In this FTF Exchange podcast, Neil Sheppard and Adam Cottingham at SmartStream focus on the conditions that may finally squeeze manual steps out of corporate actions processing.
Corporate actions processing has become a heavy burden for securities firms facing surges in trading volumes while securities operations overall become more complex each day.
To ease some of that burden and remain competitive, firms are seriously considering fully automating corporate actions processing.
So say Neil Sheppard, global head of business development asset servicing at SmartStream Technologies, and Adam Cottingham, head of asset servicing for SmartStream, in this edition of the FTF Exchange podcast series.
FTF News recently caught up with Sheppard and Cottingham to talk about the persistent problem of the manual steps that are part of the corporate actions processing for many firms. (SmartStream won Best Corporate Actions Service Provider for 2020 in the FTF News Technology Innovations Awards competition.)
While corporate actions processing touches the entire trading operation — which is mostly automated — many firms still rely upon manual processes and personnel to complete the relay of essential corporate actions data. This odd combination of IT and manual intervention has for many years “really kept the losses and errors down to an absolute minimum,” Sheppard says. “But there is a need for automation if the volumes and the complexities definitely do increase,” he quickly adds.
Firms have their work cut out for them, Cottingham says.
“I think many firms find these [corporate actions processing] projects quite daunting,” Cottingham says. “Traditionally, looking back to when these projects started 20 plus years ago up until quite recently, there’s been many failures – costly failures. The projects haven’t come to terms with the challenges that need to be addressed.”
There are upstream integration challenges “into the custodian network or the prime network — depending upon the type of client it is,” Cottingham says. Firms also have “downstream integration challenges into the book of record for position management, forecasting, blocking, tax calculation and accounting — many, many challenges,” he adds. “Firms are also finding it hard to map all their manual processes … into the evolving standards of the market and their internal governance processes. So, the burden of change is quite heavy.”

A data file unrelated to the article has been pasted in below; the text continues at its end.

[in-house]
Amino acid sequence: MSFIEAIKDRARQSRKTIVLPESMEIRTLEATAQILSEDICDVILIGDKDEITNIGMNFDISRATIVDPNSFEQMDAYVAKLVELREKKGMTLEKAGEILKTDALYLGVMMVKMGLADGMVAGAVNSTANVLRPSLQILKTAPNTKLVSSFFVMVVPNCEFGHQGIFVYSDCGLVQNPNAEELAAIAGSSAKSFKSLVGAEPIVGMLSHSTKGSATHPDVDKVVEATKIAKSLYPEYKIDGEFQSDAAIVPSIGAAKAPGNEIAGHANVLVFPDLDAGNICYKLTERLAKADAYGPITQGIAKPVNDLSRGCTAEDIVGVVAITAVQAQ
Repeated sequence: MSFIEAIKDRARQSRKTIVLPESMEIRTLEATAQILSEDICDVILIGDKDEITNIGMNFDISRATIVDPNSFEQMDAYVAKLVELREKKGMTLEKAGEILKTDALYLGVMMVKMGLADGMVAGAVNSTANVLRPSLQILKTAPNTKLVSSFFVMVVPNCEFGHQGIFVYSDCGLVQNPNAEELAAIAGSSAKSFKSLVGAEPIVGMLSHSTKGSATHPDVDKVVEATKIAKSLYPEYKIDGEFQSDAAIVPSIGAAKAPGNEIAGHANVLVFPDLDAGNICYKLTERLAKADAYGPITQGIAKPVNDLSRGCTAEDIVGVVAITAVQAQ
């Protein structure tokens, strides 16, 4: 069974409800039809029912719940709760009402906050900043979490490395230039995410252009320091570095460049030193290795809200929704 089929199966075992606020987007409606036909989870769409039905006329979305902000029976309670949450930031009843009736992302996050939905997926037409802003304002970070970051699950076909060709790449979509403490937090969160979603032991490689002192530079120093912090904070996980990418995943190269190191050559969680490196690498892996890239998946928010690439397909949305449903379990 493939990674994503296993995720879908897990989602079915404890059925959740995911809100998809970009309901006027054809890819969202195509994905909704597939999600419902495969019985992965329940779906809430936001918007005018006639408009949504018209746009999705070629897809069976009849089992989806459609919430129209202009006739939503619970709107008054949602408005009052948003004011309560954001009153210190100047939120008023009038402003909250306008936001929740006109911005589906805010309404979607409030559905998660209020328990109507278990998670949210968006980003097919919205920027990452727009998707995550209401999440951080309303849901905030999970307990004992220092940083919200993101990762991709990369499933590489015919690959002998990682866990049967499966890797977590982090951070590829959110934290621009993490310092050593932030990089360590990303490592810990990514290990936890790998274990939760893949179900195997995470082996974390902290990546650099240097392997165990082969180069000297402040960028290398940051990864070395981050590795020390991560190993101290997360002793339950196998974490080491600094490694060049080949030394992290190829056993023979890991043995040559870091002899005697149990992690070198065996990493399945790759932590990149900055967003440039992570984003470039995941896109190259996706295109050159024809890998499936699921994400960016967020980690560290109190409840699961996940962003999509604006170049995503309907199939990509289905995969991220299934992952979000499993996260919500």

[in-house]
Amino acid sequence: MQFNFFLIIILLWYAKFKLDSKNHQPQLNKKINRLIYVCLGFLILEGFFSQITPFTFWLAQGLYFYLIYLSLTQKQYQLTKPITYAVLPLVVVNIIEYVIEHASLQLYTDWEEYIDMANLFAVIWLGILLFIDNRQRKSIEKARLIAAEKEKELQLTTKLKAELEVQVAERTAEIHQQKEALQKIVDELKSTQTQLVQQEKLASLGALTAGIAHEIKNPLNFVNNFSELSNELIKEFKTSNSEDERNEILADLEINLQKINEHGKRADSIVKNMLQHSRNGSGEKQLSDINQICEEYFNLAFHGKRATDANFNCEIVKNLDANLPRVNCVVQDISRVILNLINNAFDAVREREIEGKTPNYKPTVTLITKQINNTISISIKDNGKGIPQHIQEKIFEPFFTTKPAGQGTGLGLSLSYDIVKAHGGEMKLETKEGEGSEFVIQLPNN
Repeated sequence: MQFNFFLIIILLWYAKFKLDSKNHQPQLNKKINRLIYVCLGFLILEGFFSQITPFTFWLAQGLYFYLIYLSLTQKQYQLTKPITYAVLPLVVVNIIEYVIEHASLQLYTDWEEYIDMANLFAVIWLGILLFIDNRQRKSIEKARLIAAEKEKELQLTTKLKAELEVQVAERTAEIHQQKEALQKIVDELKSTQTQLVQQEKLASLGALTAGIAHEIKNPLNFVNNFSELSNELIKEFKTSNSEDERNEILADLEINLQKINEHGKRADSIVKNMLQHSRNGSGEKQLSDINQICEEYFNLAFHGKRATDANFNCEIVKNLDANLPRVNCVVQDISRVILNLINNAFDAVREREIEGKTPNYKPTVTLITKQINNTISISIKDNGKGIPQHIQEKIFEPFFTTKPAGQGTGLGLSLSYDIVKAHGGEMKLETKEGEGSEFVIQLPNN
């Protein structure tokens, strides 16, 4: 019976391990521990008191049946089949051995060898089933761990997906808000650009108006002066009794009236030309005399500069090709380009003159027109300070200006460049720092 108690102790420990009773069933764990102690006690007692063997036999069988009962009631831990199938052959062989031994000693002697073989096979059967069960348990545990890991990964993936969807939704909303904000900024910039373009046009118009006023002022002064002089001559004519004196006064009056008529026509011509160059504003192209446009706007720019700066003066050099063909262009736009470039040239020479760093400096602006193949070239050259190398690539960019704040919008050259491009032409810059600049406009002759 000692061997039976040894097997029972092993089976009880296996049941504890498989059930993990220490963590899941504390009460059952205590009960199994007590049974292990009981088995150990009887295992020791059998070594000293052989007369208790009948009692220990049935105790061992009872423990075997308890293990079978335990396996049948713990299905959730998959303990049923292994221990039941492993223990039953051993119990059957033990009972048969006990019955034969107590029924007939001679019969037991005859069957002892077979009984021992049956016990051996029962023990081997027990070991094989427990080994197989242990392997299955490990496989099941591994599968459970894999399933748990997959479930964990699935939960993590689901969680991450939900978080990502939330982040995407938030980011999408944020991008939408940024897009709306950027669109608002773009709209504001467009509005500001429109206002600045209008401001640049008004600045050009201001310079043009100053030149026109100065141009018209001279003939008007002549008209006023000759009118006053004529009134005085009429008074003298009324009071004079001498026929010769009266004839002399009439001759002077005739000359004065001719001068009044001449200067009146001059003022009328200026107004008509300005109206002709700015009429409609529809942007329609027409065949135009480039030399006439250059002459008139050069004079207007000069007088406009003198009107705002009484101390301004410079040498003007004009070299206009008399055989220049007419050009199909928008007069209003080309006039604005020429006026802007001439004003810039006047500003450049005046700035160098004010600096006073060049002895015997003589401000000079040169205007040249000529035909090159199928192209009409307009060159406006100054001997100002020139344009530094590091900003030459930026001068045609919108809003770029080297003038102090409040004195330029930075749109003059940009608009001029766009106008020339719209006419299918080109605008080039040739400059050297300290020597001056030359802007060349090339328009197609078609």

In addition, firms are moving fast to respond to increasing client demands for more real-time delivery of corporate actions information. “The number one thing here is risk mitigation — it’s the principal driver,” Cottingham says. While status quo manual processes “do address this to a large extent … the potential for loss is huge if an event is missed or misprocessed. It’s often on the service provider to make the beneficial owner whole again,” he says.
Beyond the market forces, the remote staffing and service support challenges created by the global pandemic underscored again the need to automate corporate actions processing.
“We have seen a change in mindset post-Covid since firms have worked from a dispersed office environment,” Sheppard says. “They really understand and realize that it’s critical to be digitized, to be automated. So, they need to achieve that operation effectively especially when BCP [business continuity planning] is enforced. So, it’s really underlined that need for control and being aware of what’s going on.”
The prevalent argument for the status quo has been that with “X number of people doing this job, there are no breaks: why invest in a system?” Sheppard says. But the combined impact of rising trading volumes, real-time delivery, and remote staffing caused by the COVID-19 lockdowns has led to “automating the mandatory events, for example,” he says.
By doing so, firms have learned that it “actually does free up the experts to look at the real critical stuff,” Sheppard says.
Click through the links above to hear the entire podcast.